Solaris 10 9/10 (Update 9) Kernel PatchID  142910-17 only
 142900-01 to 142900-15

Kernel Bug Fixes
post Solaris 10 10/09 (Update 8)

 142901-01 to 142901-15
 141444-09 only Solaris 10 10/09 (Update 8) Kernel PatchID   141445-09 only
 141414-01 to 141414-10

Kernel Bug Fixes
post Solaris 10 5/09 (Update 7)

 141415-01 to 141415-10
139555-08 only Solaris 10 5/09 (Update 7) Kernel PatchID 139556-08 only
138888-01 to 138888-08

Kernel Bug Fixes
post Solaris 10 10/08 (Update 6)

138889-01 to 138889-08
 137137-09 only

Solaris 10 10/08 (Update 6) Kernel PatchID

 137138-09 only
137111-01 to 137111-08

Kernel Bug Fixes
post Solaris 10 5/08 (Update 5)

137112-01 to 137112-08
 127127-11 only Solaris 10 5/08 (Update 5) Kernel PatchID  127128-11 only
 127111-01 to 127111-11

Kernel Bug Fixes
post Solaris 10 8/07 (Update 4)

 127112-01 to 127112-11
 120011-14 only Solaris 10 8/07 (Update 4) Kernel PatchID  120012-14 only
 125100-04 to 125100-10

Kernel Bug Fixes
post Solaris 10 11/06 (Update 3)

125101-01 to 125101-10
118833-02 to 118833-36

118833-33 (SPARC) / 118855-33 (x86) is the Kernel patch included in Solaris 10 11/06 (Update 3) but these patches were not releasable as "standalone" patches to SunSolve.

118833-17 (SPARC) / 118855-14 (x86) is the Kernel patch included in Solaris 10 6/06 (Update 2). 118855-14 was not releasable as a "standalone" patch to SunSolve.

118855-01 to 118855-36
118822-01 to 118822-30 118822-25 (SPARC) / 118844-26 (x86) is the Kernel patch included in Solaris 10 1/06 (Update 1). 118844-26 was not releasable as a "standalone" patch to SunSolve.

118844-01 to 118844-30

Join the discussion

Comments ( 54 )
  • Timothy Kennedy Thursday, April 17, 2008

    \^ That is an awesome post! Thanks for that. It's really great info, and explains a lot.

  • steve norton Friday, April 18, 2008

    Thanks, this explains a lot of the hassle we've seen getting solaris 10 u 4 rolled successfully.

  • Martin Paul Tuesday, April 22, 2008

    Thanks Gerry; great information as always!

    While you're mainly talking about kernel patches, I guess that this:

    A side effect of the "SplitGate" process, is that each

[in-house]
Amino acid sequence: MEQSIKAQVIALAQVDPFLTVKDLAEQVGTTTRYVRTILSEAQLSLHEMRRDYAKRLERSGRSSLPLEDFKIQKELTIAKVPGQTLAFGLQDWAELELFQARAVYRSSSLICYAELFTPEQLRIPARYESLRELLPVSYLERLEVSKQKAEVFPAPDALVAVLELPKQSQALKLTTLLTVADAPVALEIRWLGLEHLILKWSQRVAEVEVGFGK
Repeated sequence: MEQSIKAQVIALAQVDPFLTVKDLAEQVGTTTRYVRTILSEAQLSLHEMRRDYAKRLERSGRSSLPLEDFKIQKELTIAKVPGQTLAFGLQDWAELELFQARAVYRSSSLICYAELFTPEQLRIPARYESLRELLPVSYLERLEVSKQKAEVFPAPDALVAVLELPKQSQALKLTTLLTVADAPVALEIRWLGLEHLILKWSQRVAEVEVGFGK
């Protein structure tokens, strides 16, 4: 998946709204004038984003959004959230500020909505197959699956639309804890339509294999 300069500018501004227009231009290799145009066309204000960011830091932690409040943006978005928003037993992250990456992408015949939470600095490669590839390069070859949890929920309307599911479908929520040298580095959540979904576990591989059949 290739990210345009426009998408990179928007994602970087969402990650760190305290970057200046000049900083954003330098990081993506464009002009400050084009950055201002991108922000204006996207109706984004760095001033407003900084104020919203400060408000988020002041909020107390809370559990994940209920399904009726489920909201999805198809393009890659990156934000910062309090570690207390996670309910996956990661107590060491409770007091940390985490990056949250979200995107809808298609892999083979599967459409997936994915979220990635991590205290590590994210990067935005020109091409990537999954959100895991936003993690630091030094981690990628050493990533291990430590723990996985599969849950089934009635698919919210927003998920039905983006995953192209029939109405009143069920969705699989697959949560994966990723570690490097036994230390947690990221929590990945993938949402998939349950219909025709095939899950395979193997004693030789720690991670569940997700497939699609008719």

Solaris 10 Update release, starting with Solaris 10

    8/07 (Update 4) introduces a new set of PatchIDs

    which accumulate and obsolete the preceding set of


    .. explains the effect I'm seeing currently with non-kernel patches? Many of them are obsolete by new patches, like 127877-01 obsoleted by 127879-01, and the README stating:

    This patch revision accumulates generic Sustaining

    patch 127877-01 into Solaris S10U5 Update.

    So we see a lot of "new" patches coming for Solaris 10 < 8/05 now without any real changes, making it hard to find out about those which contain new fixes.


  • Gerry Haskins Wednesday, April 23, 2008

    Yep, good point Martin.

    It's not just the Kernel PatchIDs which change in the "SplitGate" model at the end of each Update. All patches changes during the Update release development will be superseded by a new set of PatchIDs at the end of the Update. I'll add a blog entry explaining the "SplitGate" process in a little more detail to make it clearer.

    Usually, it is only the Kernel patch associated with the Update release which is rejuvenated after the Update, so only it will change PatchID twice in rapid succession. For example, 12510[01]-10 was obsoleted by the Solaris 10 8/07 (Update 4) Kernel patch, 12001[12]-14, which was then rejuvenated, with 12711[12] becoming the new Kernel PatchID. Other patches modified during the Update build process will typically only change PatchID once. Patches not modified during the Update build process remain unchanged (but remain subject to normal patch accumulations and obsoletions going forward).

  • Anthony Monday, April 28, 2008

    What's the operational impact? Ie., my group typically applies patches via periodic installation of the Recommended cluster. Wil the cluster contain both 127127-11 only

    Solaris 10 5/08 (Update 5) and 120011-14, with 127127-11 earlier in the patch_order file?

  • Gerry Haskins Monday, April 28, 2008

    Hi Anthony!

    The Recommended Cluster will contain both 127127-11 and 120011-14.

    Since 120011-14 is the the Kernel patch associated with Solaris 10 8/07 (Update 4) it will be ordered \*before\* 127127-11, which is the Kernel patch associated with Solaris 10 5/08 (Update 5).

    So the Kernel patch install order sequence in the Recommended Patch Cluster will be:

    118833-36 (the Kernel patch released after S10U3), which was rejuvenated so subsequent Kernel patches depend upon it, then 120011-14 (the Kernel patch included in S10U4), which was rejuvenated so subsequent Kernel patches depend upon it, then 127127-11 (the Kernel patch included in S10U5), which will be rejuvenated so subsequent Kernel patches will depend upon it.